English
 
Help Privacy Policy Disclaimer
  Advanced SearchBrowse

Item

ITEM ACTIONSEXPORT

Released

Journal Article

Acute sleep deprivation delays the glucagon-like peptide 1 peak response to breakfast in healthy men.

MPS-Authors
/persons/resource/persons59211

Barclay,  J. L.
Research Group of Circadian Rhythms, MPI for biophysical chemistry, Max Planck Society;

/persons/resource/persons15606

Oster,  H.
Research Group of Circadian Rhythms, MPI for biophysical chemistry, Max Planck Society;

External Resource
Fulltext (restricted access)
There are currently no full texts shared for your IP range.
Fulltext (public)

1819395.pdf
(Publisher version), 356KB

Supplementary Material (public)
There is no public supplementary material available
Citation

Benedict, C., Barclay, J. L., Ott, V., Oster, H., & Hallschmid, M. (2013). Acute sleep deprivation delays the glucagon-like peptide 1 peak response to breakfast in healthy men. Nutrition and Diabetes, 3: e78. doi:10.1038/nutd.2013.20.


Cite as: https://hdl.handle.net/11858/00-001M-0000-0014-16FF-4
Abstract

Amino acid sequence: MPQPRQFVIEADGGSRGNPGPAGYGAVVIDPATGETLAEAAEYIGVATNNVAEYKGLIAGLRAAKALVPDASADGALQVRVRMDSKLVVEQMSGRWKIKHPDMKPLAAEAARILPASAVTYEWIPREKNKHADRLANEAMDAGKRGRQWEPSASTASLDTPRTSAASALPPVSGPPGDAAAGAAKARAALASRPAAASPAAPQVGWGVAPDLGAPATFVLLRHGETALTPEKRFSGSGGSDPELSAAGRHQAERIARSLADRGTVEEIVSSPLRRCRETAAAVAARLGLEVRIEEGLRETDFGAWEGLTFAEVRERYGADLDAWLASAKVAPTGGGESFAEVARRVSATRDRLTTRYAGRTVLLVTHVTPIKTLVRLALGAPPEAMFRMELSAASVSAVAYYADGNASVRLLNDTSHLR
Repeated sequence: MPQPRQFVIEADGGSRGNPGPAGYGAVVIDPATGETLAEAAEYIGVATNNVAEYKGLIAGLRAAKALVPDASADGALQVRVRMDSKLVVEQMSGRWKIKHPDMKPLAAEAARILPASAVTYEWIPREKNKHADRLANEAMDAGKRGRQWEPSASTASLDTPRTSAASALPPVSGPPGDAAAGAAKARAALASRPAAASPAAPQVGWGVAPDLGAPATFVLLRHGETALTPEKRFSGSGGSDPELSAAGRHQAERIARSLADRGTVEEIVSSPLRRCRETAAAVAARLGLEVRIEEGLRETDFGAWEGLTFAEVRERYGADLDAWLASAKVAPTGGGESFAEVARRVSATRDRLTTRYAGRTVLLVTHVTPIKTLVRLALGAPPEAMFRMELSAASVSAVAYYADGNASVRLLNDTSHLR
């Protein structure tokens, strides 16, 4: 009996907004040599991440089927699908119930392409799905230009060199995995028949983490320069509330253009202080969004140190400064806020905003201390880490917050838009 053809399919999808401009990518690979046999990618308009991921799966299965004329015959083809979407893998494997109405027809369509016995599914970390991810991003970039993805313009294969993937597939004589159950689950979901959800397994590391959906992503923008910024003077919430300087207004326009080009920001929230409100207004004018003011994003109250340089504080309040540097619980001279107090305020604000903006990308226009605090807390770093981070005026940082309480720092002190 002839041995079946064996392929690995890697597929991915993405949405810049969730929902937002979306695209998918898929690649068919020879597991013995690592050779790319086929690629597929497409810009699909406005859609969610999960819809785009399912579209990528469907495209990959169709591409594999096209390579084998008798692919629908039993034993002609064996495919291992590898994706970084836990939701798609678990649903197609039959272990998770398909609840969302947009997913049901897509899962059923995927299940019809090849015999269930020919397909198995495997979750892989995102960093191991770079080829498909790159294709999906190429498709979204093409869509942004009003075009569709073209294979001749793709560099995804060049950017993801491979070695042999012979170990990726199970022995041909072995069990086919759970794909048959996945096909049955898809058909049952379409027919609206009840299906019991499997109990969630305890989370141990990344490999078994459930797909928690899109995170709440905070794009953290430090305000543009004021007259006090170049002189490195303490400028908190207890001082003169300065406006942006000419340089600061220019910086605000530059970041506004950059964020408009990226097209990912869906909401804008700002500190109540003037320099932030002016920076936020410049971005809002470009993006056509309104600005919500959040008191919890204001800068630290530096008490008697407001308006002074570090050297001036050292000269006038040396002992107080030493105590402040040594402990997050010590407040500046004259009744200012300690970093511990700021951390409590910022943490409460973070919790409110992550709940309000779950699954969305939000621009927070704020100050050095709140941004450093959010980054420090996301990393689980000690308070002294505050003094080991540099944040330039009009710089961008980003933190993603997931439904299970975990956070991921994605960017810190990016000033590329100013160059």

OBJECTIVE: Previous experiments have demonstrated that acute sleep loss impairs glucose homeostasis and increases food intake in humans. The incretin hormone glucagon-like peptide 1 (GLP-1) enhances postprandial insulin secretion and promotes satiety. Hypothesizing that the detrimental metabolic effects of sleep curtailment imply alterations in GLP-1 signaling, we investigated 24-h serum total GLP-1 concentrations during total sleep deprivation (TSD) and a normal sleep/wake cycle (comprising similar to 8h of sleep) in 12 healthy young men. METHODS: Sessions started at 1800 h, and subjects were provided with standardized meals. Assessments of serum GLP-1 took place in 1.5- to 3-h intervals, focusing on the response to breakfast intake (3.8 MJ). RESULTS: Across conditions, 24-h concentration profiles of GLP-1 were characterized by the expected postprandial increases (P<0.001). Although there were no differences in magnitude between conditions (P>0.11), the postprandial GLP-1 peak response to breakfast intake was delayed by similar to 90 min following sleep loss in comparison with regular sleep (P<0.02). CONCLUSIONS: Results indicate that acute TSD exerts a mild, but discernible effect on the postprandial dynamics of circulating GLP-1 concentrations in healthy men.